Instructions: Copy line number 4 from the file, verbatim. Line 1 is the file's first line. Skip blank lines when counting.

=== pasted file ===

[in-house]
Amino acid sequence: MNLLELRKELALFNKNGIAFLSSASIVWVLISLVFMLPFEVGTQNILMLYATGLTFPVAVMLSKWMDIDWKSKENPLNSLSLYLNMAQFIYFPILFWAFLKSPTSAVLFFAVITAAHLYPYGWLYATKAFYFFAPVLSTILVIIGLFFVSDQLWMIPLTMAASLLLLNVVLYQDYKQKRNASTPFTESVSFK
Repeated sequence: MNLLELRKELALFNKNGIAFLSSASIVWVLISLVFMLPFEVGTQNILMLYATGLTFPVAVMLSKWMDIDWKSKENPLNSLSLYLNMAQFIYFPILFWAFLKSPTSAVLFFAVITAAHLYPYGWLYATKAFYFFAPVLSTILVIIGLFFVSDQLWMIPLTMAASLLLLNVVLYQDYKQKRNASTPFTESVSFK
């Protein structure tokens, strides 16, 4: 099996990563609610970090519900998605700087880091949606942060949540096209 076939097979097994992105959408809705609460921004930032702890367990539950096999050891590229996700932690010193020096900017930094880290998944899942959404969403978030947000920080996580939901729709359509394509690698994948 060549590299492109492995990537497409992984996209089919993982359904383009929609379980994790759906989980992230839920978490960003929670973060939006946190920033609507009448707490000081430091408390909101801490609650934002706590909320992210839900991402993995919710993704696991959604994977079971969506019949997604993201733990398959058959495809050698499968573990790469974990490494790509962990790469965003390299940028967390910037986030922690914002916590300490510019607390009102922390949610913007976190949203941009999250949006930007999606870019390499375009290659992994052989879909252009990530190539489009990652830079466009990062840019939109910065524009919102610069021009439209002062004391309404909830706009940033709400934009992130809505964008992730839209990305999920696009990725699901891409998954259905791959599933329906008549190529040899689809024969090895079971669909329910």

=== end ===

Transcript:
């Protein structure tokens, strides 16, 4: 099996990563609610970090519900998605700087880091949606942060949540096209 076939097979097994992105959408809705609460921004930032702890367990539950096999050891590229996700932690010193020096900017930094880290998944899942959404969403978030947000920080996580939901729709359509394509690698994948 060549590299492109492995990537497409992984996209089919993982359904383009929609379980994790759906989980992230839920978490960003929670973060939006946190920033609507009448707490000081430091408390909101801490609650934002706590909320992210839900991402993995919710993704696991959604994977079971969506019949997604993201733990398959058959495809050698499968573990790469974990490494790509962990790469965003390299940028967390910037986030922690914002916590300490510019607390009102922390949610913007976190949203941009999250949006930007999606870019390499375009290659992994052989879909252009990530190539489009990652830079466009990062840019939109910065524009919102610069021009439209002062004391309404909830706009940033709400934009992130809505964008992730839209990305999920696009990725699901891409998954259905791959599933329906008549190529040899689809024969090895079971669909329910």